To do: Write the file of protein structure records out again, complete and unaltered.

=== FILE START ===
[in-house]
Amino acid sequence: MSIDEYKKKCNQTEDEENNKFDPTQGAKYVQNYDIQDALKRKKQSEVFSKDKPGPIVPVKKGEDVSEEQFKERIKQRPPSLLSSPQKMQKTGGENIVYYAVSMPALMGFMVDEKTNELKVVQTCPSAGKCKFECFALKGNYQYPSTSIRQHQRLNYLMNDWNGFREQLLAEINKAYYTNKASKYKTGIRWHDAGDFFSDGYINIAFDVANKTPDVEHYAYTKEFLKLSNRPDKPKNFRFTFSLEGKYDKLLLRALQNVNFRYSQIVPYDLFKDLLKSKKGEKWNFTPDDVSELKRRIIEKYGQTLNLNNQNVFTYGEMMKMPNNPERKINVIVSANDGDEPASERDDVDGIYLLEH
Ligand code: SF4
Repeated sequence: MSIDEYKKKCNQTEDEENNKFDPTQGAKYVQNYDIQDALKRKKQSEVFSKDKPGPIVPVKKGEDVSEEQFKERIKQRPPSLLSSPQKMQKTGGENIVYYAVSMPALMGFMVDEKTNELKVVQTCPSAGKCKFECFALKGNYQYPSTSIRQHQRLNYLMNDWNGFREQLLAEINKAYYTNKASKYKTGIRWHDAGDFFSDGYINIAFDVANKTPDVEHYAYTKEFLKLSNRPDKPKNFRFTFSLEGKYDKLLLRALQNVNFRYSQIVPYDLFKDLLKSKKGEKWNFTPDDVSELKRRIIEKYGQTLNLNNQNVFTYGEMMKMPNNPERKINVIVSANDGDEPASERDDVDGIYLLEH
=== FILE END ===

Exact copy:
[in-house]
Amino acid sequence: MSIDEYKKKCNQTEDEENNKFDPTQGAKYVQNYDIQDALKRKKQSEVFSKDKPGPIVPVKKGEDVSEEQFKERIKQRPPSLLSSPQKMQKTGGENIVYYAVSMPALMGFMVDEKTNELKVVQTCPSAGKCKFECFALKGNYQYPSTSIRQHQRLNYLMNDWNGFREQLLAEINKAYYTNKASKYKTGIRWHDAGDFFSDGYINIAFDVANKTPDVEHYAYTKEFLKLSNRPDKPKNFRFTFSLEGKYDKLLLRALQNVNFRYSQIVPYDLFKDLLKSKKGEKWNFTPDDVSELKRRIIEKYGQTLNLNNQNVFTYGEMMKMPNNPERKINVIVSANDGDEPASERDDVDGIYLLEH
Ligand code: SF4
Repeated sequence: MSIDEYKKKCNQTEDEENNKFDPTQGAKYVQNYDIQDALKRKKQSEVFSKDKPGPIVPVKKGEDVSEEQFKERIKQRPPSLLSSPQKMQKTGGENIVYYAVSMPALMGFMVDEKTNELKVVQTCPSAGKCKFECFALKGNYQYPSTSIRQHQRLNYLMNDWNGFREQLLAEINKAYYTNKASKYKTGIRWHDAGDFFSDGYINIAFDVANKTPDVEHYAYTKEFLKLSNRPDKPKNFRFTFSLEGKYDKLLLRALQNVNFRYSQIVPYDLFKDLLKSKKGEKWNFTPDDVSELKRRIIEKYGQTLNLNNQNVFTYGEMMKMPNNPERKINVIVSANDGDEPASERDDVDGIYLLEH